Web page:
That is about to change. Mitt Romney's selection of Paul Ryan as his running mate has the potential to bring a new clarity to the race by offering voters a choice between two starkly different visions for economic policy.
Hoping that the campaign would end up as a referendum on the anemic economy and high unemployment, Romney has touted his background as a businessman and insisted he would do a better job than Obama of reviving growth. But the economic prescriptions he has laid out so far are strikingly lacking in detail, especially on the issue of how he would rein in ballooning budget deficits.
As a sitting president, Obama has offered more detailed economic plans, including calling for more money to hire teachers and pay for infrastructure projects. But like Romney, he has avoided laying out specifics on how he would tackle big issues like streamlining the tax code and curbing the deficit.
Instead of a debate over the issues, the last few weeks have seen a volley of attacks over misleading campaign ads, including one by the Romney camp inaccurately accusing Obama of trying to gut welfare reform and a Democratic ad implying that Romney was to blame for the death from cancer of a steel worker's wife. The focus on the dueling campaign ads was preceded by a week in which Romney's verbal gaffes on an overseas trip dominated attention.
The Paul Ryan pick will instantly change the conversation toward the very detailed plan the Republican congressman has laid out for taming the deficit and curtailing the growth of entitlement programs such as Medicare.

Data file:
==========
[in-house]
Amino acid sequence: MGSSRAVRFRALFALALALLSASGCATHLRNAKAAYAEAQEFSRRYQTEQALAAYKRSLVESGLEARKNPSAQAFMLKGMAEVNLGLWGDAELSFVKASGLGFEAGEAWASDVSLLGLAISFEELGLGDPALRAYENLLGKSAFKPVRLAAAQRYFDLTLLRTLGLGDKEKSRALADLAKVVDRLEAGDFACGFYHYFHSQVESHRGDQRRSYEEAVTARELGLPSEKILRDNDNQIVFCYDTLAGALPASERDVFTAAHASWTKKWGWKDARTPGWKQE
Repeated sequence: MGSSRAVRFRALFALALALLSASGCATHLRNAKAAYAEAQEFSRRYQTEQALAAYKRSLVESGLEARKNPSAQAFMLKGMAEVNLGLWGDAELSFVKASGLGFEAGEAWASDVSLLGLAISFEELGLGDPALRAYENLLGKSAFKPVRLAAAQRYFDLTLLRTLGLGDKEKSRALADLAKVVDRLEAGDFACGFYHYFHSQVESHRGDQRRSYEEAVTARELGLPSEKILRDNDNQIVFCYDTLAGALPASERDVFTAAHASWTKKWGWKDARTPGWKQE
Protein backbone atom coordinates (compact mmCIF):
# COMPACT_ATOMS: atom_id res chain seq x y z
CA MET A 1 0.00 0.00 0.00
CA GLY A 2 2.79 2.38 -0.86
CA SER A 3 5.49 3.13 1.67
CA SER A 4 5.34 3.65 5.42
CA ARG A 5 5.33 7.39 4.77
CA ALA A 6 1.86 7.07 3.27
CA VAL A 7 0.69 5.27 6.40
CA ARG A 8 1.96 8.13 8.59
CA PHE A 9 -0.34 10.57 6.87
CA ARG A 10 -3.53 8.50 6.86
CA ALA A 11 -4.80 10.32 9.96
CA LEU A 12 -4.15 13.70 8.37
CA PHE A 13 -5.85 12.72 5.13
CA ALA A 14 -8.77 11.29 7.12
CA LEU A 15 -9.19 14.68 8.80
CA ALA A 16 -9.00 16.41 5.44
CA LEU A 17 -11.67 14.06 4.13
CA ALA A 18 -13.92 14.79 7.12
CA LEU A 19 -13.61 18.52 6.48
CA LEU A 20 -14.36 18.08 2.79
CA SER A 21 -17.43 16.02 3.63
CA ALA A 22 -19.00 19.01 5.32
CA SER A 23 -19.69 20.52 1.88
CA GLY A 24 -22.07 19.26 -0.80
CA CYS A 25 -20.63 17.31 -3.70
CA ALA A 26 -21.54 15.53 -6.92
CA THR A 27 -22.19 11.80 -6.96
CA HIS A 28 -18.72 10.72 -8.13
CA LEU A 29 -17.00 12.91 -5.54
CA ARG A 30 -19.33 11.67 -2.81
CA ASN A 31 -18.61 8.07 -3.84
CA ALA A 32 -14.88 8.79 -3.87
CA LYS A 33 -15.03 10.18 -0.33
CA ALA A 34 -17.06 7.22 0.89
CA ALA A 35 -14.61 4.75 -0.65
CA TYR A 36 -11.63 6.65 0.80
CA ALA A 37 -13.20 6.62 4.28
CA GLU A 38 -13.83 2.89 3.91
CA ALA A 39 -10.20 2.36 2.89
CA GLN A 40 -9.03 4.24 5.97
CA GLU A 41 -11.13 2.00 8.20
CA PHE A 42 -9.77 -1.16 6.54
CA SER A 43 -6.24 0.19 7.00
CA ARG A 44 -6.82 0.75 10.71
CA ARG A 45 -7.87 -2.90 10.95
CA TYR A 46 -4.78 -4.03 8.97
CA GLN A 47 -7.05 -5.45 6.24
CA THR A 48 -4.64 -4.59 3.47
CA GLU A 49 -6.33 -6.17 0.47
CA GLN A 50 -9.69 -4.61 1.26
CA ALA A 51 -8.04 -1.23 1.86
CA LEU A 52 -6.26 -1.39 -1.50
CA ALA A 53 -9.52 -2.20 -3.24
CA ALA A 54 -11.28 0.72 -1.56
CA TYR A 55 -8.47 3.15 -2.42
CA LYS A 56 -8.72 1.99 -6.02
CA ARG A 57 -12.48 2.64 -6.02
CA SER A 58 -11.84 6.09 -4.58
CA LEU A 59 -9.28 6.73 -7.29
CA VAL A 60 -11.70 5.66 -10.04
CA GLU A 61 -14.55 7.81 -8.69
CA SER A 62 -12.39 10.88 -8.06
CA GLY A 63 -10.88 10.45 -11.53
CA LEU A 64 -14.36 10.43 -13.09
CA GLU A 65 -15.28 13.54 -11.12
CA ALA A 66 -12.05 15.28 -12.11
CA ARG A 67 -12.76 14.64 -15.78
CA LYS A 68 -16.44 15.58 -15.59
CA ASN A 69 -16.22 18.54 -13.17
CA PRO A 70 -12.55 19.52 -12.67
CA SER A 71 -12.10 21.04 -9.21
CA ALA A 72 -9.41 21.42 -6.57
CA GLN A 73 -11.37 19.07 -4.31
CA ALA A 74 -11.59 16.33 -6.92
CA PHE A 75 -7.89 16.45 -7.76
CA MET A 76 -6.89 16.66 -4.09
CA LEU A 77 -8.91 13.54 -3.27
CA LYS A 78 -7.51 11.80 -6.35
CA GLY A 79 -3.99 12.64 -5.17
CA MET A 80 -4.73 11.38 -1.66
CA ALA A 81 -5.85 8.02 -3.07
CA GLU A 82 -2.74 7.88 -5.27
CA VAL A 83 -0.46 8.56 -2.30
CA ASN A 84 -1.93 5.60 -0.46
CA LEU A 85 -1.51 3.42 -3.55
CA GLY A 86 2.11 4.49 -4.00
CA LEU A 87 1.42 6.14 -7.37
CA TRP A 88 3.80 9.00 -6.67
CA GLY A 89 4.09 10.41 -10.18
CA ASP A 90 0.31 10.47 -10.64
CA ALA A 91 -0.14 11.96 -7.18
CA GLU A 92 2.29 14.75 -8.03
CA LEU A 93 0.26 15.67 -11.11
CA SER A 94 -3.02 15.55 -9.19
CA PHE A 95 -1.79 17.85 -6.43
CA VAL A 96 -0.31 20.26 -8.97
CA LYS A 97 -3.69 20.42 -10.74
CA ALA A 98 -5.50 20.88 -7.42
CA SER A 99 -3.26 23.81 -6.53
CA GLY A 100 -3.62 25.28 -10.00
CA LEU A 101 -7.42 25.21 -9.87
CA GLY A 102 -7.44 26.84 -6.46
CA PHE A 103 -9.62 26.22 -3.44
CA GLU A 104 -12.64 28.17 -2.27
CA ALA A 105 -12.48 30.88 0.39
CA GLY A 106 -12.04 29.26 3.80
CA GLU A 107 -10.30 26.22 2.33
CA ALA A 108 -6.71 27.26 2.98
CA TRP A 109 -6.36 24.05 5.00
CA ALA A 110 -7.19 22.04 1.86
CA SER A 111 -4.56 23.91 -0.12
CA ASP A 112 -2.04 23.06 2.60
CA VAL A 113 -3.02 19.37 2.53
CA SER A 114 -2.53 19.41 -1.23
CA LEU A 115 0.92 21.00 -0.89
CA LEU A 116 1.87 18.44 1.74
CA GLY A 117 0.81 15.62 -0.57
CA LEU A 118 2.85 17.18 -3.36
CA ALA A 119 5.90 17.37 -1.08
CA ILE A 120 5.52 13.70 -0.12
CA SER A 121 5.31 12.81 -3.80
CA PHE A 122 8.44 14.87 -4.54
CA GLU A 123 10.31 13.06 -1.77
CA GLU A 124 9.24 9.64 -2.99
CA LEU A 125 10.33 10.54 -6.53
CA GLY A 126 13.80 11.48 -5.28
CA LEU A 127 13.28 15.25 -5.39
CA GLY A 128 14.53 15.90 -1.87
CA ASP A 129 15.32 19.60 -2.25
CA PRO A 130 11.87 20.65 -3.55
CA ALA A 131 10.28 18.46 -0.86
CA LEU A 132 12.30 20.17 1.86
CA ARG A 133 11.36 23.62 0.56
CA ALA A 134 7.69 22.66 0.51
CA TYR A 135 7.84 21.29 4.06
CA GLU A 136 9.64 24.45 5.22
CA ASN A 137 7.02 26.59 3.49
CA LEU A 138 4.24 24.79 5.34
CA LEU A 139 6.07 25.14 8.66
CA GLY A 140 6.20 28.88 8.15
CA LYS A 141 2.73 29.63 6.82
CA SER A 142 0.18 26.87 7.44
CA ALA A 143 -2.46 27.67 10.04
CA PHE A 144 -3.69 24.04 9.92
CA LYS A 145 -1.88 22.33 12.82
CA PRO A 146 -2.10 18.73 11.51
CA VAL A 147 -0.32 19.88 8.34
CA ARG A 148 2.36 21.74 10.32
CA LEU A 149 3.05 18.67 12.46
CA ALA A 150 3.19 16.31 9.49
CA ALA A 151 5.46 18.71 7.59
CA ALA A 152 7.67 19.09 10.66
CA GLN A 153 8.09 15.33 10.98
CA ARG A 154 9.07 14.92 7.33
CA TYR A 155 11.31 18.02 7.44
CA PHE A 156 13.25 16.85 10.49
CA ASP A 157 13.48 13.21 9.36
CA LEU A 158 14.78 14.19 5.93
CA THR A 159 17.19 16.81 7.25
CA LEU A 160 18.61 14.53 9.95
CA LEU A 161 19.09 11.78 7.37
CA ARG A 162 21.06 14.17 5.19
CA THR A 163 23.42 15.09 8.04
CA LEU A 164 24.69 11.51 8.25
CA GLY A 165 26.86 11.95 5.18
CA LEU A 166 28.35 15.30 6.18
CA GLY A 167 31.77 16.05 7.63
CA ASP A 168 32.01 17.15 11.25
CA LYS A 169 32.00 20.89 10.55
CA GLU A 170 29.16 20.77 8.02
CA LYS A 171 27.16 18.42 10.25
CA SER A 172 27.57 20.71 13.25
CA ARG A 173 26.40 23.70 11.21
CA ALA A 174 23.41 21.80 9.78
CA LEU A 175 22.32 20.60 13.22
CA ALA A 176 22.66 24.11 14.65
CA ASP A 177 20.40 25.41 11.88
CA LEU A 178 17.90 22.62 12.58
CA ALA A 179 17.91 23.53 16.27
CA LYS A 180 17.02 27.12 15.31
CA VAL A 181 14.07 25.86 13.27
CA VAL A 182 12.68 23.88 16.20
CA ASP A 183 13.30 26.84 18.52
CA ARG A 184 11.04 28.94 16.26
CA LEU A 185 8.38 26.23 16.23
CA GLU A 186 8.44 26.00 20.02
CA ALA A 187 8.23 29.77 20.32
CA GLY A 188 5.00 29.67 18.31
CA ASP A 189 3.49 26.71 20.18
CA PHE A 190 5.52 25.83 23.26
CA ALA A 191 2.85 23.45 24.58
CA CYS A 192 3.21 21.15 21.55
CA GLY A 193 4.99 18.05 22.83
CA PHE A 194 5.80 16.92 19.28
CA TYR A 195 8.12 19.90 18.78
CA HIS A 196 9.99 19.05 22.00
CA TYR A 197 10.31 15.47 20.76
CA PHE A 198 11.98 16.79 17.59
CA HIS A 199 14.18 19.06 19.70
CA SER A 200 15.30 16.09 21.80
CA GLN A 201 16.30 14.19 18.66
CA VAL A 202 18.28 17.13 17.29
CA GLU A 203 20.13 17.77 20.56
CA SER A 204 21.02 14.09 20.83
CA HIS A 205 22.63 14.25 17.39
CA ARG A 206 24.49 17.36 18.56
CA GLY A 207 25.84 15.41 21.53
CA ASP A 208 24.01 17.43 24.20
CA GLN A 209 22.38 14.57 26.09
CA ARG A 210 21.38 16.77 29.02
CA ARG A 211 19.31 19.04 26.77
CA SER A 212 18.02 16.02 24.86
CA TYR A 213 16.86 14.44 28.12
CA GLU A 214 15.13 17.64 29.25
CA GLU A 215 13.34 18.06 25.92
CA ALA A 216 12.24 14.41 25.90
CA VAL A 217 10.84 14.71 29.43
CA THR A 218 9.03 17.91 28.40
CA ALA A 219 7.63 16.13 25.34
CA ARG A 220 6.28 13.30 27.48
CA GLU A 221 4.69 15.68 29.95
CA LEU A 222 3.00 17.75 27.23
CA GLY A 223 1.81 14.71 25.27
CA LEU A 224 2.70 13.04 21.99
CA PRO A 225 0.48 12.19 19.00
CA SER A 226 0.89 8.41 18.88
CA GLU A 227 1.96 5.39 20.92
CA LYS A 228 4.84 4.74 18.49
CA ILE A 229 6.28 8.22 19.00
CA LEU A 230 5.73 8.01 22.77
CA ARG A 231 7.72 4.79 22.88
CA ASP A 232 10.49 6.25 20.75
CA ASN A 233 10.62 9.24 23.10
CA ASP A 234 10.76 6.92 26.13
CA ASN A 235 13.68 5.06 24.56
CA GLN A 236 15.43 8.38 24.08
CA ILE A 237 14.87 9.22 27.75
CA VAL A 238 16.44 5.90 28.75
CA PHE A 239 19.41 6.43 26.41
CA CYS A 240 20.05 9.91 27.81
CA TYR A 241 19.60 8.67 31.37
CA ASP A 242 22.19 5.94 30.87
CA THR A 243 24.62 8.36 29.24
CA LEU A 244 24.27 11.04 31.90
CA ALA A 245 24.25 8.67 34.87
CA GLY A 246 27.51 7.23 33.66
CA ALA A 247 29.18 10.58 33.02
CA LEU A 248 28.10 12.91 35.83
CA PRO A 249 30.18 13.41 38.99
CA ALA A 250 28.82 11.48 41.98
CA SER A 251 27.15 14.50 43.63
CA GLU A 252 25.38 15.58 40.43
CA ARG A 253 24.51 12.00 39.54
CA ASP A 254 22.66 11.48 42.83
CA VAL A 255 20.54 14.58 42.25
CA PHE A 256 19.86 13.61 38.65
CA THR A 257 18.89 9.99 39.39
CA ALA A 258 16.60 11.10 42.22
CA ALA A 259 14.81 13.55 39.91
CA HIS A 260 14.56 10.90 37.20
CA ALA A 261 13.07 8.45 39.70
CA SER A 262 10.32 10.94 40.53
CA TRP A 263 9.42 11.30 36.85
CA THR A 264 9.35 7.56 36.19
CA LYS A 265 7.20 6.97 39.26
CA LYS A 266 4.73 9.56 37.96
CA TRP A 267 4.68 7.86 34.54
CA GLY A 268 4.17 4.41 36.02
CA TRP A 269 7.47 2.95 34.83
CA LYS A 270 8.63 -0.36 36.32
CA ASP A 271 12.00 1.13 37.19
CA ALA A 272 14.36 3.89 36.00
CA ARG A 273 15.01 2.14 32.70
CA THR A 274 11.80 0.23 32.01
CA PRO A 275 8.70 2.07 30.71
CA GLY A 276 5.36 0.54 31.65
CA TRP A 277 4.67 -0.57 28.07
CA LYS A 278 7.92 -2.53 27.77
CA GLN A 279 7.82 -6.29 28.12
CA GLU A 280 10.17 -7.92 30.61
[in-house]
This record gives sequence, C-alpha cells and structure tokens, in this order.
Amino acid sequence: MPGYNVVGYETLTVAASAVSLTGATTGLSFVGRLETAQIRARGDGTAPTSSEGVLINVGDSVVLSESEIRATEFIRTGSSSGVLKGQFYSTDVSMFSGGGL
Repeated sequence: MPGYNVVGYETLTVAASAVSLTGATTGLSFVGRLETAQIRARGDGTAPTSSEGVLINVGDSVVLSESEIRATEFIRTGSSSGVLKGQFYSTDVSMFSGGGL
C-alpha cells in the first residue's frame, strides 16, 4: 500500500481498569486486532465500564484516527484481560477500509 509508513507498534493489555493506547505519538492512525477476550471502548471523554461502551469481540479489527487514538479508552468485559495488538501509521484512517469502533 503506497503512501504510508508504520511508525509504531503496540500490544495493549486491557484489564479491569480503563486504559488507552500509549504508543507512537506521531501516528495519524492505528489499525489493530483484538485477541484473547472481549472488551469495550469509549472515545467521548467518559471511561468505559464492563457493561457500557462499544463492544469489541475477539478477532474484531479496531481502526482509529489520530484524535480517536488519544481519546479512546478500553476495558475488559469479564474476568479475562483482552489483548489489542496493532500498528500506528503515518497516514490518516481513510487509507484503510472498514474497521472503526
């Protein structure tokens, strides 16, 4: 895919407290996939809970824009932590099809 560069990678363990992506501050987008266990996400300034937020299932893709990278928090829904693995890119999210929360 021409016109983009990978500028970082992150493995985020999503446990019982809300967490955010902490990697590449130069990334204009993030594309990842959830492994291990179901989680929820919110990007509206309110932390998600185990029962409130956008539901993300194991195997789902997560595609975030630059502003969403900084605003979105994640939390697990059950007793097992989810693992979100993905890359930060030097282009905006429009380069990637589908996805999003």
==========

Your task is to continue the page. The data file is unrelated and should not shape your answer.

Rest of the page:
With the Ryan plan at the center of the debate, the campaign will see a clash between a Republican vision that focuses on "supply side" policies of keeping taxes low for businesses and investors while trimming the social safety net versus a Democratic vision that includes a greater role for government in making targeted investments in areas like education.
Both campaigns are sure to resort to hyperbole, with Democrats warning that the Republican policies would impoverish senior citizens and Republicans accusing Obama of wanting to create a European-style social democracy.
But at its core, the debate will be over big issues and that would be a change voters would probably welcome.
No vice-presidential pick can guarantee his home state. But one influential Republican strategist, who voiced his dismay only on background, told National Journal on Saturday that Portman could have added between 1.5 and two points for Romney in Ohio -- and Ryan could make it harder to win here.
Paul Ryan is having a pretty good day. Here are six other winners who will be smiling all day:
If anyone had any doubts that foreign policy will take a back seat in the 2012 strategy of Republican Mitt Romney, his choice of Rep. Paul Ryan as his running mate should eliminate that. Unlike Sen. Rob Portman of Ohio, one of the also rans, Ryan has no foreign policy chops. His expertise and his reputation were built in the domestic arena on the budget.
Romney has built a ticket with the fewest foreign policy credentials since 1936 when Republicans paired Kansas Gov. Alf Landon with New Hampshire publisher Frank Knox. That, like today, was an election dominated by the domestic economy. Romney-Ryan also gives the nation its first election since 1944 with no military veteran on either of the two tickets.
Despite the mixed reviews Romney received for his recent overseas foray to England, Israel and Poland, the Republican challenger has decided he can weather any attacks on his foreign policies. In 23 minutes of speeches in Norfolk, there was not even a mention of the international. With Ryan at his side Romney is betting that 2012 will be a year when voters don't really care about what's happening across the ocean, or at least not enough to determine their votes.